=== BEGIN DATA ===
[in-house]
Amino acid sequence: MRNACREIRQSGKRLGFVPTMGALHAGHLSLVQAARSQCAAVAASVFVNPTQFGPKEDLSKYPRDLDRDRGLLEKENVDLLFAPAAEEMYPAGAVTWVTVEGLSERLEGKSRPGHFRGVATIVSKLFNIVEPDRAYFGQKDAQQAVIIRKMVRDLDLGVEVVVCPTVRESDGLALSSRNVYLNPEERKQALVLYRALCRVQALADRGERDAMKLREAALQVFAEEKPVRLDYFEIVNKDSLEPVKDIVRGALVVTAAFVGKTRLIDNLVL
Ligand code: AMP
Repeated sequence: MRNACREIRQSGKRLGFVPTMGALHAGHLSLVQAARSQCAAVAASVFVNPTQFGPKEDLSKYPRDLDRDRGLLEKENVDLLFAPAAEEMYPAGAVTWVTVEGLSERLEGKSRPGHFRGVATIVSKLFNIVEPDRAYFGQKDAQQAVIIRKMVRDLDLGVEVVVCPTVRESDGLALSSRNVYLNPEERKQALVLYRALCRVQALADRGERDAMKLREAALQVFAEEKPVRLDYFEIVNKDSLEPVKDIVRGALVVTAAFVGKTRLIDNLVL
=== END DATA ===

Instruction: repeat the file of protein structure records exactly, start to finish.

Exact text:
[in-house]
Amino acid sequence: MRNACREIRQSGKRLGFVPTMGALHAGHLSLVQAARSQCAAVAASVFVNPTQFGPKEDLSKYPRDLDRDRGLLEKENVDLLFAPAAEEMYPAGAVTWVTVEGLSERLEGKSRPGHFRGVATIVSKLFNIVEPDRAYFGQKDAQQAVIIRKMVRDLDLGVEVVVCPTVRESDGLALSSRNVYLNPEERKQALVLYRALCRVQALADRGERDAMKLREAALQVFAEEKPVRLDYFEIVNKDSLEPVKDIVRGALVVTAAFVGKTRLIDNLVL
Ligand code: AMP
Repeated sequence: MRNACREIRQSGKRLGFVPTMGALHAGHLSLVQAARSQCAAVAASVFVNPTQFGPKEDLSKYPRDLDRDRGLLEKENVDLLFAPAAEEMYPAGAVTWVTVEGLSERLEGKSRPGHFRGVATIVSKLFNIVEPDRAYFGQKDAQQAVIIRKMVRDLDLGVEVVVCPTVRESDGLALSSRNVYLNPEERKQALVLYRALCRVQALADRGERDAMKLREAALQVFAEEKPVRLDYFEIVNKDSLEPVKDIVRGALVVTAAFVGKTRLIDNLVL